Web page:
Welcome to Play Smart, a regular GOLF.com game-improvement column that will help you play smarter, better golf.
Lee Trevino is best known for his prowess on the golf course, but his aphorisms are a close second.
If you are caught on a golf course during a storm and are afraid of lightning, hold up a 1-iron. Not even God can hit a 1-iron.
Pressure is when you play for five dollars a hole with only two in your pocket.
You can talk to a fade but a hook won’t listen.
Like golf’s version of Yogi Berra, Trevino has always explained things in a way that others just can’t. Every time he opens his mouth, something profound (and sometimes unorthodox) comes out of his mouth.
At the age of 83, Trevino isn’t showing any signs of slowing down in passing on his wisdom to the next generation. In a recent chat with short-game expert Parker McLachlin, Trevino imparted his best advice on how to properly use your body for a solid wedge shot. And, in classic Trevino fashion, he had quite a unique way of explaining it.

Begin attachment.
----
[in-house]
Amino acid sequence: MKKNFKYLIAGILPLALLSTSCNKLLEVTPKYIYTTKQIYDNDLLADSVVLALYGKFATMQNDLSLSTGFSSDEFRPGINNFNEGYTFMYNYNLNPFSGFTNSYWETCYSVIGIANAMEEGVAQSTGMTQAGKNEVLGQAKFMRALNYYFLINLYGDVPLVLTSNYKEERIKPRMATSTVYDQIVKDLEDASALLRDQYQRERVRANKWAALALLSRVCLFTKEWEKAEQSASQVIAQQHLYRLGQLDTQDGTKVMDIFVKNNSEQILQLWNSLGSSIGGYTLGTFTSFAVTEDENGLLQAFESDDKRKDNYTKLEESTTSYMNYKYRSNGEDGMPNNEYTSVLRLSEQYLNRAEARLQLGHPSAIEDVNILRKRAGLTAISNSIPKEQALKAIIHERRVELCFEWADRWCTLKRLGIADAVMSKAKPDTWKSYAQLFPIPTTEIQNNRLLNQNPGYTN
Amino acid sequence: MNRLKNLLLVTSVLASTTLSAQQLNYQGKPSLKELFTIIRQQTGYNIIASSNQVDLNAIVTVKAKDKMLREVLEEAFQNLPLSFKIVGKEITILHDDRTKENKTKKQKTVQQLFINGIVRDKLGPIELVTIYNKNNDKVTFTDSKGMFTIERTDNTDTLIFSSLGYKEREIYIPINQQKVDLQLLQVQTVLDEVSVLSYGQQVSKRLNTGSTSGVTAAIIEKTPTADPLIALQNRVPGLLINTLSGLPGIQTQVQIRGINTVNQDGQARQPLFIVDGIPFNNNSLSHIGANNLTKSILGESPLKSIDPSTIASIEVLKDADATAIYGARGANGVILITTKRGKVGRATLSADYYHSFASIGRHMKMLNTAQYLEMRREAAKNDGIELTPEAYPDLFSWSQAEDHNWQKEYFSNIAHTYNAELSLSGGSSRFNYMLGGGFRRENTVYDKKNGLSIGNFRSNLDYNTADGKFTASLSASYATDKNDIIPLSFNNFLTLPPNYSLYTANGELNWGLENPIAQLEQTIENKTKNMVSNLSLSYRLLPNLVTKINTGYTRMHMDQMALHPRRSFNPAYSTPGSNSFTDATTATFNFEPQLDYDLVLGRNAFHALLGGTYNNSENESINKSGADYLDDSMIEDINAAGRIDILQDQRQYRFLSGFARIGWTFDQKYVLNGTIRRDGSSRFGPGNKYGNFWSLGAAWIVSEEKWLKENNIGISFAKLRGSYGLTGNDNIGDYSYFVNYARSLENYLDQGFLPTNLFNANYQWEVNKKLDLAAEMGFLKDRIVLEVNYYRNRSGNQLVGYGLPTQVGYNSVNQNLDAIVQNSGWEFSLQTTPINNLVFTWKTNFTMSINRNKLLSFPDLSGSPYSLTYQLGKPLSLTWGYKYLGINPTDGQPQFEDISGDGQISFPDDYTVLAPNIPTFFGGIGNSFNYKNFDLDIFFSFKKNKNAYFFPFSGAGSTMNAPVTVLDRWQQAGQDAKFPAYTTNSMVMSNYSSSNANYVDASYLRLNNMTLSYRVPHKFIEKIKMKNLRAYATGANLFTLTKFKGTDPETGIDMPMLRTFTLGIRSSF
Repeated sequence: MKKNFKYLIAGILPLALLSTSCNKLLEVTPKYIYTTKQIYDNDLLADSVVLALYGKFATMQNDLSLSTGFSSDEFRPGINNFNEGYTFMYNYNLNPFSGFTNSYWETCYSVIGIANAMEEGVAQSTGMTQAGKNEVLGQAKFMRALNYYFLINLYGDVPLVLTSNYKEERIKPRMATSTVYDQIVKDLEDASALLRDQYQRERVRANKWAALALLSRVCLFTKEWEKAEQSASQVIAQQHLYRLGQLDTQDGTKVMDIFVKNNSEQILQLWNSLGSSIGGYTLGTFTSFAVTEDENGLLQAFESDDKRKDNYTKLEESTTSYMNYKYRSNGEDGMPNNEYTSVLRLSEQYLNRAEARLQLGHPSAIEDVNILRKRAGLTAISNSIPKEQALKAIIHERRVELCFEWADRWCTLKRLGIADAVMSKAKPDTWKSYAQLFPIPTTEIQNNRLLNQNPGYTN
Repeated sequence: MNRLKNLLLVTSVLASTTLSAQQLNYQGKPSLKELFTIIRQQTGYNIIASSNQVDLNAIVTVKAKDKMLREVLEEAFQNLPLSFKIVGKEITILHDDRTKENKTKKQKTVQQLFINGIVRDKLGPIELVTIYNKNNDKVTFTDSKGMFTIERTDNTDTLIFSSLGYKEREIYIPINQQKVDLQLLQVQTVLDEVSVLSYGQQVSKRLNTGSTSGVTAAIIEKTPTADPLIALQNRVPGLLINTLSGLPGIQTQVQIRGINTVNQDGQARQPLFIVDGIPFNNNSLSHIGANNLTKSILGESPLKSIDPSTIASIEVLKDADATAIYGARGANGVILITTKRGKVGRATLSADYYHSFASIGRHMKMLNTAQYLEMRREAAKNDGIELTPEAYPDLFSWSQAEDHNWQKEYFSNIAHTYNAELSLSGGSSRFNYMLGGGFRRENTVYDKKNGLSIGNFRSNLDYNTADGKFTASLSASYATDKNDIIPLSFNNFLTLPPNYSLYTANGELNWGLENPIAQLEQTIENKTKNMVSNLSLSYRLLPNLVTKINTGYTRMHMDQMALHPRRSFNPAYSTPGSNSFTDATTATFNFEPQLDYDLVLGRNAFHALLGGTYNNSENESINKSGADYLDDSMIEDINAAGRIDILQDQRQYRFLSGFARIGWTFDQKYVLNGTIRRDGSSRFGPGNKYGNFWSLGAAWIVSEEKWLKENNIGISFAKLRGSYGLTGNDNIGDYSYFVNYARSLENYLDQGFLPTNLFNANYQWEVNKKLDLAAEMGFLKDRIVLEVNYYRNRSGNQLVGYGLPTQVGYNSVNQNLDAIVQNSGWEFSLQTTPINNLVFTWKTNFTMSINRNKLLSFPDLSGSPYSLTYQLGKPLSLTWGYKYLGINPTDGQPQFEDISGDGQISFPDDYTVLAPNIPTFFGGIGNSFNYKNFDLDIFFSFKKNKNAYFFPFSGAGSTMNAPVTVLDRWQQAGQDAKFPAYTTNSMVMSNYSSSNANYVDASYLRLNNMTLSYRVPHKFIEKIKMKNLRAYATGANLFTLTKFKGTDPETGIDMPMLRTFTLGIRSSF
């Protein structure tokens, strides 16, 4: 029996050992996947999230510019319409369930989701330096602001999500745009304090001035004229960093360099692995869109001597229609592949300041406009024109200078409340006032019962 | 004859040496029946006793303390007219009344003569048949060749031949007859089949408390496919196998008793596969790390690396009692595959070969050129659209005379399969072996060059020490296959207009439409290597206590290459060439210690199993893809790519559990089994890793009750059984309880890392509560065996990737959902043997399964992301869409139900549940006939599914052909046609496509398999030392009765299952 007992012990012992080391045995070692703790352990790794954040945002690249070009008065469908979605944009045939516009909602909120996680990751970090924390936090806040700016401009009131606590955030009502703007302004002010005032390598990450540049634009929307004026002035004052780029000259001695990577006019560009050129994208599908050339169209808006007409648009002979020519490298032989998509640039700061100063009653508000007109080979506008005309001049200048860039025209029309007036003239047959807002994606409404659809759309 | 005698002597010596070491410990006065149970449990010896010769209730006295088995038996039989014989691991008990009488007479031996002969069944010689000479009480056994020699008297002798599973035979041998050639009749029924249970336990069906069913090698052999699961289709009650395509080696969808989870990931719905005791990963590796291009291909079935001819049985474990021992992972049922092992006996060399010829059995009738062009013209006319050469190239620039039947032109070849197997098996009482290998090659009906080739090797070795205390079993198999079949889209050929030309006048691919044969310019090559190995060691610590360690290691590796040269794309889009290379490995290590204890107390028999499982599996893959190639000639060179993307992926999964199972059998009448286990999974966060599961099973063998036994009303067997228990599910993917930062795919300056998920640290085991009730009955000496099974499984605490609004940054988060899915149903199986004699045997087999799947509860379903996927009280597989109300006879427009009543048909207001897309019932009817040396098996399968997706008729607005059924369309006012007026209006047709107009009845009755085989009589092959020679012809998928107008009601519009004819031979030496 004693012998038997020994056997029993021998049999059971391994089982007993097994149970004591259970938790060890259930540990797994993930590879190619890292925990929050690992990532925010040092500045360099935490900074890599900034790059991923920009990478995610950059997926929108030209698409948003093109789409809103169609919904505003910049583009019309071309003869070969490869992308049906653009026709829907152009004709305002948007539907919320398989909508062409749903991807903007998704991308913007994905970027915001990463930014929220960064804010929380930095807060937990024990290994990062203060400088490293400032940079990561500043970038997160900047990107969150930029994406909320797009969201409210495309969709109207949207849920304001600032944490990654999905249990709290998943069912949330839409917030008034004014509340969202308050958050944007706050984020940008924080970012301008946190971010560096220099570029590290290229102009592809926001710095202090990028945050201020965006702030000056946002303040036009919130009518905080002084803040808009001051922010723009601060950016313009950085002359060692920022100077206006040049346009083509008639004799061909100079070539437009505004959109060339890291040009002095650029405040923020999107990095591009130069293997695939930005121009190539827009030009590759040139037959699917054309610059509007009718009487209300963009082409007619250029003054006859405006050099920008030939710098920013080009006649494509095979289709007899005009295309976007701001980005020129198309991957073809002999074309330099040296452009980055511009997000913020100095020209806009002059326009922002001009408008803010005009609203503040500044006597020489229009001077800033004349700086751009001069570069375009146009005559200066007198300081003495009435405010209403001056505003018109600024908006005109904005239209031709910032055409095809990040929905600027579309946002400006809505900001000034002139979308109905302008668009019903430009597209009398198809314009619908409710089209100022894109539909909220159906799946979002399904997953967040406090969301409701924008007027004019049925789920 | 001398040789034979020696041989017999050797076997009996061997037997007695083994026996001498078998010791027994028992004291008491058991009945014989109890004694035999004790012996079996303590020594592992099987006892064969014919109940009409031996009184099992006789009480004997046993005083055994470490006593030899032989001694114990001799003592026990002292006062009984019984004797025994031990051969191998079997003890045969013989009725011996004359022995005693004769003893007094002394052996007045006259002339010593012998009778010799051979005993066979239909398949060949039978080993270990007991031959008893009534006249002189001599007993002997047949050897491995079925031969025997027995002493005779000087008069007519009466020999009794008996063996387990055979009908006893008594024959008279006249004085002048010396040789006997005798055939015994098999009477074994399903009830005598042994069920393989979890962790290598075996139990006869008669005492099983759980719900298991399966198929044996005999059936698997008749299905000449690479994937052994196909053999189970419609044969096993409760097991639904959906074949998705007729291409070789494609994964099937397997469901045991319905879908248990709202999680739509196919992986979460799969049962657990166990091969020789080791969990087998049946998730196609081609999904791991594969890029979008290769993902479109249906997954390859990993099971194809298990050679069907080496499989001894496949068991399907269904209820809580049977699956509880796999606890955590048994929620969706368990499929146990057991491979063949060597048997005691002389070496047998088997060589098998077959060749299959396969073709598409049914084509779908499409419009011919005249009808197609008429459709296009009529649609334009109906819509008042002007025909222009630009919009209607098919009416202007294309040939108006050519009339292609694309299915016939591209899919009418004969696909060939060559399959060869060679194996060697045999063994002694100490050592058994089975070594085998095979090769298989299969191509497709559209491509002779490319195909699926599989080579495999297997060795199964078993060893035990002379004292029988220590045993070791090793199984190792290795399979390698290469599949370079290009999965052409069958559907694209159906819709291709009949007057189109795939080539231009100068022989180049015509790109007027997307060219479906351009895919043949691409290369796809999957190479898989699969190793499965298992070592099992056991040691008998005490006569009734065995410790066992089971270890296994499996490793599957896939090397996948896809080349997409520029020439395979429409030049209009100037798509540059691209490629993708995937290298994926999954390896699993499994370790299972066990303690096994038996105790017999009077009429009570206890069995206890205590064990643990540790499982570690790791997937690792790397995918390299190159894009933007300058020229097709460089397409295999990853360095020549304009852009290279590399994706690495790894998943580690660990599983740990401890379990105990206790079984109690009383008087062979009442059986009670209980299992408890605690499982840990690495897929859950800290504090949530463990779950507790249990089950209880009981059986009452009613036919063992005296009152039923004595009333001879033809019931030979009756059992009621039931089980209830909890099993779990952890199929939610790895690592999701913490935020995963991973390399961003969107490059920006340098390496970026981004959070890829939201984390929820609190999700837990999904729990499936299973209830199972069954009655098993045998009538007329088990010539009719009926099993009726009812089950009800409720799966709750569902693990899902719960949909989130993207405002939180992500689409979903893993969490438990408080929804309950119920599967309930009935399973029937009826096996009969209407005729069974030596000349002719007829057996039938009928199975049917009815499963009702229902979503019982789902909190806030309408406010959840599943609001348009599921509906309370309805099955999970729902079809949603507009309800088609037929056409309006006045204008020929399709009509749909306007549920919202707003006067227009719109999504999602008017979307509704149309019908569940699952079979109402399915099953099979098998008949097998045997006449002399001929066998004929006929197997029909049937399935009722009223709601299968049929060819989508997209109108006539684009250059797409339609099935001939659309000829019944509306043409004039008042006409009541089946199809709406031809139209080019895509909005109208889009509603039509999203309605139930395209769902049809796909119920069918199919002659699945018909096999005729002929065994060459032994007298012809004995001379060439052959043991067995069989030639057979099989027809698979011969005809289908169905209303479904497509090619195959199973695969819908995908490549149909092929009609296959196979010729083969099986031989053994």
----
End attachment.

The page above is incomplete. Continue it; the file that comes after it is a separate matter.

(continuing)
“It’s like a jacka– and a wagon,” Trevino says. “The jacka– pulls the wagon. If the jacka– stops, the wagon runs over his a–.”
Now, you might be wondering how exactly a donkey and a wagon have anything in common with swinging a golf club, but there is much truth in Trevino’s simile.
When you’re hitting a pitch with a wedge, you want to engage your body in the swing. It might be a smaller backswing and follow through than a full shot, but that doesn’t mean you should abandon those fundamentals when hitting a shorter distance.
In this comparison, the donkey is your body, and the wagon is the club. If you stop moving your body when you get to impact, the club will “run over his a–.” I.e. the club will pass your body and you will get out of sync.
“It has to go around,” Trevino says. “That’s how you play wedge shots.”
The explanation is a bit unorthodox, but the logic is sound. You must engage your body and turn through the shot if you want to hit a solid wedge.
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